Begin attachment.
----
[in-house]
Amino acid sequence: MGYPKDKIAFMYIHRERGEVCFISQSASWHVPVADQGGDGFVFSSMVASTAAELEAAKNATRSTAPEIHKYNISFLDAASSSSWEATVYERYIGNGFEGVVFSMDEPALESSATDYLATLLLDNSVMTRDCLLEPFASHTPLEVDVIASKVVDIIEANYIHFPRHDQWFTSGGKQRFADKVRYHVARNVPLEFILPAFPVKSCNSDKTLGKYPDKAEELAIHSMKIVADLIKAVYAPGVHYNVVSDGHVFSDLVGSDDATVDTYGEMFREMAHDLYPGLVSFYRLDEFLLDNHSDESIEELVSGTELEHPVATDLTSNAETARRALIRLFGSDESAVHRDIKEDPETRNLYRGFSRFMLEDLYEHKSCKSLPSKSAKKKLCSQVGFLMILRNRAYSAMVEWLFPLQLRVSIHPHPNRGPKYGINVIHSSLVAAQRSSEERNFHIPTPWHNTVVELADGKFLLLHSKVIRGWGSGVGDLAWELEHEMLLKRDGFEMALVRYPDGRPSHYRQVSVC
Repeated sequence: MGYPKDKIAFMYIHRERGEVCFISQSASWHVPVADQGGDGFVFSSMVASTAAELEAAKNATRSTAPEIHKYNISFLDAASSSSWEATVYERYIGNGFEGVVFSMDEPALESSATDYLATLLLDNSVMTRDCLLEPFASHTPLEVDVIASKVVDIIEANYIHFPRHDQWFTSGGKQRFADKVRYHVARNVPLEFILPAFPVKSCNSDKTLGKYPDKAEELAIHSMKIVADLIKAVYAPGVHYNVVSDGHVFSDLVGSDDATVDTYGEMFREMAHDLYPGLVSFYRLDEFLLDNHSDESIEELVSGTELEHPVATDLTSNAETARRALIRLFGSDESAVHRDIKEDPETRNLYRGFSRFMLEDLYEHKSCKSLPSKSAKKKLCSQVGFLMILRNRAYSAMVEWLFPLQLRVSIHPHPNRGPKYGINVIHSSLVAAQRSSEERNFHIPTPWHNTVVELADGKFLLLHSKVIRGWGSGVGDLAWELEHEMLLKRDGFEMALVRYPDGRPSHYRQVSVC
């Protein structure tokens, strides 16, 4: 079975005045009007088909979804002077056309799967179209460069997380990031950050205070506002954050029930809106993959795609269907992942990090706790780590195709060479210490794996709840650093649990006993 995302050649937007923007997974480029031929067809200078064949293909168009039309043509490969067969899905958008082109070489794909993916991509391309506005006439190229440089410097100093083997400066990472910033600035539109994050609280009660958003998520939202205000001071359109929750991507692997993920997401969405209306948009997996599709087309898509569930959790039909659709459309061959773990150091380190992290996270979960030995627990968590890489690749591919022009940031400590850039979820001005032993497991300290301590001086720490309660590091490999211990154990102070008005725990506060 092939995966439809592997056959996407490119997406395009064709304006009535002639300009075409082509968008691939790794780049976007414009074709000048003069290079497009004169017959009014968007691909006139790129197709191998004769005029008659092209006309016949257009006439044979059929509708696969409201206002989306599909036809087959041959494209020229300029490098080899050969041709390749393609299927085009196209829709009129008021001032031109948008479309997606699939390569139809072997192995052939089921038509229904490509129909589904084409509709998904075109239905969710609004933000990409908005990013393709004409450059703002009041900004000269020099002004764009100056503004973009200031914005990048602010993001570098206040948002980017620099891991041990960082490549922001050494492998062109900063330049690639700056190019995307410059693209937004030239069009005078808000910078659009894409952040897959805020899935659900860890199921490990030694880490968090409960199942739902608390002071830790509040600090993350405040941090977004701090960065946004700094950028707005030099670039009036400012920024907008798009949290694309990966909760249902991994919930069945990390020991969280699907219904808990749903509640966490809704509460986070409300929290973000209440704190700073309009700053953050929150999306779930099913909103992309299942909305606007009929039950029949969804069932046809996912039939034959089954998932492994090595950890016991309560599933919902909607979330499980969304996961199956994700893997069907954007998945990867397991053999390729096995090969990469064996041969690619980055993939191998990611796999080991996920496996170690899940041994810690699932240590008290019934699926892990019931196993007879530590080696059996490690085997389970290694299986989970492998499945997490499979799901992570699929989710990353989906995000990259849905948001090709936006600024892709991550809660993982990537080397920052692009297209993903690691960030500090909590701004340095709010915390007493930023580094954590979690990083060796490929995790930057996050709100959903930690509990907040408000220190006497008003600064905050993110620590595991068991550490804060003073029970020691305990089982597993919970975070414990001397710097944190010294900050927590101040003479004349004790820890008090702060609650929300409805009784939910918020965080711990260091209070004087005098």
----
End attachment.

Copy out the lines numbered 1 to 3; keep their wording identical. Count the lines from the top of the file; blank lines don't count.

[in-house]
Amino acid sequence: MGYPKDKIAFMYIHRERGEVCFISQSASWHVPVADQGGDGFVFSSMVASTAAELEAAKNATRSTAPEIHKYNISFLDAASSSSWEATVYERYIGNGFEGVVFSMDEPALESSATDYLATLLLDNSVMTRDCLLEPFASHTPLEVDVIASKVVDIIEANYIHFPRHDQWFTSGGKQRFADKVRYHVARNVPLEFILPAFPVKSCNSDKTLGKYPDKAEELAIHSMKIVADLIKAVYAPGVHYNVVSDGHVFSDLVGSDDATVDTYGEMFREMAHDLYPGLVSFYRLDEFLLDNHSDESIEELVSGTELEHPVATDLTSNAETARRALIRLFGSDESAVHRDIKEDPETRNLYRGFSRFMLEDLYEHKSCKSLPSKSAKKKLCSQVGFLMILRNRAYSAMVEWLFPLQLRVSIHPHPNRGPKYGINVIHSSLVAAQRSSEERNFHIPTPWHNTVVELADGKFLLLHSKVIRGWGSGVGDLAWELEHEMLLKRDGFEMALVRYPDGRPSHYRQVSVC
Repeated sequence: MGYPKDKIAFMYIHRERGEVCFISQSASWHVPVADQGGDGFVFSSMVASTAAELEAAKNATRSTAPEIHKYNISFLDAASSSSWEATVYERYIGNGFEGVVFSMDEPALESSATDYLATLLLDNSVMTRDCLLEPFASHTPLEVDVIASKVVDIIEANYIHFPRHDQWFTSGGKQRFADKVRYHVARNVPLEFILPAFPVKSCNSDKTLGKYPDKAEELAIHSMKIVADLIKAVYAPGVHYNVVSDGHVFSDLVGSDDATVDTYGEMFREMAHDLYPGLVSFYRLDEFLLDNHSDESIEELVSGTELEHPVATDLTSNAETARRALIRLFGSDESAVHRDIKEDPETRNLYRGFSRFMLEDLYEHKSCKSLPSKSAKKKLCSQVGFLMILRNRAYSAMVEWLFPLQLRVSIHPHPNRGPKYGINVIHSSLVAAQRSSEERNFHIPTPWHNTVVELADGKFLLLHSKVIRGWGSGVGDLAWELEHEMLLKRDGFEMALVRYPDGRPSHYRQVSVC